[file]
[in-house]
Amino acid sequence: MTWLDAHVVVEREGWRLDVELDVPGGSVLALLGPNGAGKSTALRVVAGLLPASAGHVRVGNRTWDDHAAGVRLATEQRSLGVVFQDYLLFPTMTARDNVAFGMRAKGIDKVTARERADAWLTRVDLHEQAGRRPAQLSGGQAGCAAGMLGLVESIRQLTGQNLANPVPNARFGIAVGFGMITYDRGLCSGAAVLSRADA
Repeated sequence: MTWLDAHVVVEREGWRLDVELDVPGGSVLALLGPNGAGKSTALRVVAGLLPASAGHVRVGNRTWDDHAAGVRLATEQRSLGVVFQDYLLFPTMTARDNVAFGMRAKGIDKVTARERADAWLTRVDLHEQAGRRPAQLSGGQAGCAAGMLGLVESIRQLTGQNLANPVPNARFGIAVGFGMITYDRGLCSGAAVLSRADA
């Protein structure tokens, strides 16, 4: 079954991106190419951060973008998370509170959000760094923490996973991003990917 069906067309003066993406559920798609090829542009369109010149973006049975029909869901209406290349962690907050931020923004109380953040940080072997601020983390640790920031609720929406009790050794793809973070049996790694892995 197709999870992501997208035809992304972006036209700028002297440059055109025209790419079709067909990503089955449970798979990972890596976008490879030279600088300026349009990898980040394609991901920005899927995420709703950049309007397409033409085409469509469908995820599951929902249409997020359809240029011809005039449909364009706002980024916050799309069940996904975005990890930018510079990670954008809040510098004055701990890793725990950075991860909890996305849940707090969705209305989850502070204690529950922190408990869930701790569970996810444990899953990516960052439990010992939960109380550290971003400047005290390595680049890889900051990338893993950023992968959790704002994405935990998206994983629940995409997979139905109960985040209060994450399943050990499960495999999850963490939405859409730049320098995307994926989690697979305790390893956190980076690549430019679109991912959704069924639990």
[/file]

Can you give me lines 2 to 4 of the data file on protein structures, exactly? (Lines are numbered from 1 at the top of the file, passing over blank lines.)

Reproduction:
Amino acid sequence: MTWLDAHVVVEREGWRLDVELDVPGGSVLALLGPNGAGKSTALRVVAGLLPASAGHVRVGNRTWDDHAAGVRLATEQRSLGVVFQDYLLFPTMTARDNVAFGMRAKGIDKVTARERADAWLTRVDLHEQAGRRPAQLSGGQAGCAAGMLGLVESIRQLTGQNLANPVPNARFGIAVGFGMITYDRGLCSGAAVLSRADA
Repeated sequence: MTWLDAHVVVEREGWRLDVELDVPGGSVLALLGPNGAGKSTALRVVAGLLPASAGHVRVGNRTWDDHAAGVRLATEQRSLGVVFQDYLLFPTMTARDNVAFGMRAKGIDKVTARERADAWLTRVDLHEQAGRRPAQLSGGQAGCAAGMLGLVESIRQLTGQNLANPVPNARFGIAVGFGMITYDRGLCSGAAVLSRADA
């Protein structure tokens, strides 16, 4: 079954991106190419951060973008998370509170959000760094923490996973991003990917 069906067309003066993406559920798609090829542009369109010149973006049975029909869901209406290349962690907050931020923004109380953040940080072997601020983390640790920031609720929406009790050794793809973070049996790694892995 197709999870992501997208035809992304972006036209700028002297440059055109025209790419079709067909990503089955449970798979990972890596976008490879030279600088300026349009990898980040394609991901920005899927995420709703950049309007397409033409085409469509469908995820599951929902249409997020359809240029011809005039449909364009706002980024916050799309069940996904975005990890930018510079990670954008809040510098004055701990890793725990950075991860909890996305849940707090969705209305989850502070204690529950922190408990869930701790569970996810444990899953990516960052439990010992939960109380550290971003400047005290390595680049890889900051990338893993950023992968959790704002994405935990998206994983629940995409997979139905109960985040209060994450399943050990499960495999999850963490939405859409730049320098995307994926989690697979305790390893956190980076690549430019679109991912959704069924639990």